2. Bernanke and Gertler (1995). of St on the exogenous variables, represents the component of the
disturbance that is correlated with St , which should therefore be
3. One potential problem is that y may not be stationary. However, a significant.
Dickey-Fullter t-test (with two lags) rejects a unit root with a p-value
of .02. 7. The Hansen test determines whether redundant orthogonality
conditions can be rejected. In this application, both St and the trend
4. Hirtle and Kelleher (1990) also use a time trend to examine are included as instruments. Since the trend is clearly exogenous, if the
variations in the interest sensitivity of output. test were to reject the joint exogeneity of St and the trend, it would
have to be because St is not orthogonal to the disturbance.
5. The confidence bands are asymmetrical, since they are computed
using a nonlinear technique, rather than the standard delta method. 8. SVARs were first proposed by Bernanke (1986) and Sims (1986).
The coefficients of the nonlinear elasticity function are assumed to be
jointly normally distributed, and the extrema of the function over a
95 percent confidence ellipse are plotted.

12 Securitization and the Efficacy of Monetary Policy


References

Bernanke, Ben S. 1986. “Alternative Explanations of the Money- James, Christopher. 1988. “The Use of Loan Sales and Standby Letters
Income Correlation.” Carnegie-Rochester Conference of Credit by Commercial Banks.” Journal of Monetary
Series on Public Policy 25 (autumn): 49-100. Economics 22, no. 3 (November): 395-422.

Bernanke, Ben S., and Mark Gertler. 1995. “Inside the Black Box: The Katz, Jane. 1997. “Getting Secure.” Federal Reserve Bank of Boston
Credit Channel of Monetary Policy Transmission.” Journal of Regional Review 3 (summer): 13-7.
Economic Perspectives 9, no. 4 (fall): 27-48.
Kolari, James W., Donald R. Fraser, and Ali Anari. 1998. “The Effects
Black, Deborah G., Kenneth D. Garbade, and William L. Silber. 1981. of Securitization on Mortgage Market Yields: A Cointegration
“The Impact of the GNMA Pass-Through Program on FHA Analysis.” Real Estate Economics 26, no. 4 (winter): 677-93.
Mortgage Costs.” Journal of Finance 36, no. 2 (May): 457-69.
Kuttner, Kenneth. 2000. “Securitization and Monetary Policy.”
Davidson, Russell, and James G. MacKinnon. 1993. Estimation and Unpublished paper, Federal Reserve Bank of New York.
Inference in Econometrics. New York: Oxford University
Press. Minton, Bernadette, Tim Opler, and Sonya Williams Stanton. 1999.
“Asset Securitization among Industrial Firms.” Unpublished
Godfrey, L. G. 1988. Misspecification Tests in Econometrics. paper, Ohio State University.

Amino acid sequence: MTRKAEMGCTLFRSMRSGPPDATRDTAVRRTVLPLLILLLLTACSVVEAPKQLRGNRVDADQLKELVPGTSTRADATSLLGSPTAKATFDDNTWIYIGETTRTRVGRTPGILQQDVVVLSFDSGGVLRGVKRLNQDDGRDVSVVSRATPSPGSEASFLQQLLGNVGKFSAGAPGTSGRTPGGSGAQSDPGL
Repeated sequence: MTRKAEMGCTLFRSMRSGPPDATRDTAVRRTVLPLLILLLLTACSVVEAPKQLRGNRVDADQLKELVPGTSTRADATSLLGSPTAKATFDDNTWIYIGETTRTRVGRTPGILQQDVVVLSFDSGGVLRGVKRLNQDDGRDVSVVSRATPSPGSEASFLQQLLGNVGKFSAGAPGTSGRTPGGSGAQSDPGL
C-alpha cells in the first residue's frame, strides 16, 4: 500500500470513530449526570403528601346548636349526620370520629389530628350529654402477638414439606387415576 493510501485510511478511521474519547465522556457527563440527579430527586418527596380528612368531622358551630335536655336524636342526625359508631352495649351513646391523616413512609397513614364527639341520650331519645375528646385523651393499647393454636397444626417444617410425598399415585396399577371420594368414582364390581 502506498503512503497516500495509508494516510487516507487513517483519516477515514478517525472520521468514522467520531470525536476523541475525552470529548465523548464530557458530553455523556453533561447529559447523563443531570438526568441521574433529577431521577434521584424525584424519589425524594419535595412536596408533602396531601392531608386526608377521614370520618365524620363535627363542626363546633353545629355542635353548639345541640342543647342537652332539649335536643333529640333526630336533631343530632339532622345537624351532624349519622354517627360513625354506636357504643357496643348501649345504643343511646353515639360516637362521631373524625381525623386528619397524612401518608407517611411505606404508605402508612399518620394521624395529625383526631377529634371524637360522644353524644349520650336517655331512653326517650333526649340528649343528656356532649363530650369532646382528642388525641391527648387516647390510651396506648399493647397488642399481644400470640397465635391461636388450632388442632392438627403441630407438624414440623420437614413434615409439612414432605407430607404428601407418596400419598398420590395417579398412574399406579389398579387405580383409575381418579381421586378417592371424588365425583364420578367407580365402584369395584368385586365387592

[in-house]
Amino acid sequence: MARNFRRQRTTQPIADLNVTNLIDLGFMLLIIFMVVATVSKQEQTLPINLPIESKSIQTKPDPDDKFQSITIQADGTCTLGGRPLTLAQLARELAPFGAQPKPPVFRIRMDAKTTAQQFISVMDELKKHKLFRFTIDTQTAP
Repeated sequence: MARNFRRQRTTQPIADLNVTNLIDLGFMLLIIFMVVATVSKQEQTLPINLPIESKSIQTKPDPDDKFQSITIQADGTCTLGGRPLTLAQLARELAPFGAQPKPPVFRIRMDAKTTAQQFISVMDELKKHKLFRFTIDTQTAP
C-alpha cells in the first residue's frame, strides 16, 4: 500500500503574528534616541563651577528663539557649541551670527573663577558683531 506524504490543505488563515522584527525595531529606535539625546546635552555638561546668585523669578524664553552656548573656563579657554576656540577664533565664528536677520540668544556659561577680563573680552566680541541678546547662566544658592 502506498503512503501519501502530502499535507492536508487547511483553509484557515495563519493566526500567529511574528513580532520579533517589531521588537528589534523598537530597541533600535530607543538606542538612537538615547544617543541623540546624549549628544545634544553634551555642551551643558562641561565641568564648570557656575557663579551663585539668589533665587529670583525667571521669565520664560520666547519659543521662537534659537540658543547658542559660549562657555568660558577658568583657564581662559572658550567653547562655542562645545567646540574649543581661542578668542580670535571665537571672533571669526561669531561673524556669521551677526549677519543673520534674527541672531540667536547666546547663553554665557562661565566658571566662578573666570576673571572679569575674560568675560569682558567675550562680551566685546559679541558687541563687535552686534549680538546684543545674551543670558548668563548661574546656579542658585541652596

Cambridge: Cambridge University Press.
Rudebusch, Glenn D., and Lars E. O. Svensson. 1999. “Policy Rules for
Hansen, Lars P. 1982. “Large Sample Properties of Generalized Inflation Targeting.” In John B. Taylor, ed., Monetary Policy
Method of Moments Estimators.” Econometrica 50, no. 4 Rules. Chicago: University of Chicago and National Bureau of
(July): 1029-54. Economic Research.

Hendershott, Patric H., and R. Van Order. 1989. “Integration of Sims, Christopher A. 1986. “Are Forecasting Models Usable for Policy
Mortgage and Capital Markets and the Accumulation of Analysis?” Federal Reserve Bank of Minneapolis Quarterly
Residential Capital.” Regional Science and Urban Review 10 (winter): 2-16.
Economics 19, no. 2 (May): 189-210.
Stanton, Sonya Williams. 1998. “The Underinvestment Problem
Heuson, Andrea, Wayne Passmore, and Roger Sparks. 2000. “Credit and Patterns in Bank Lending.” Journal of Financial
Scoring and Mortgage Securitization: Implications for Mortgage Intermediation 7, no. 3 (July): 293-326.
Rates and Credit Availability.” Board of Governors of the Federal
Reserve System Finance and Economics Discussion Series
no. 2000-44.

Hirtle, Beverly, and Jeanette Kelleher. 1990. “Financial Market


Evolution and the Interest Sensitivity of Output.” Federal Reserve
Bank of New York Quarterly Review 15 (summer): 56-70.

The views expressed are those of the author and do not necessarily reflect the position of the Federal Reserve Bank of New York
or the Federal Reserve System. The Federal Reserve Bank of New York provides no warranty, express or implied, as to the
accuracy, timeliness, completeness, merchantability, or fitness for any particular purpose of any information contained in
documents produced and provided by the Federal Reserve Bank of New York in any form or manner whatsoever.

FRBNY Economic Policy Review / Forthcoming 13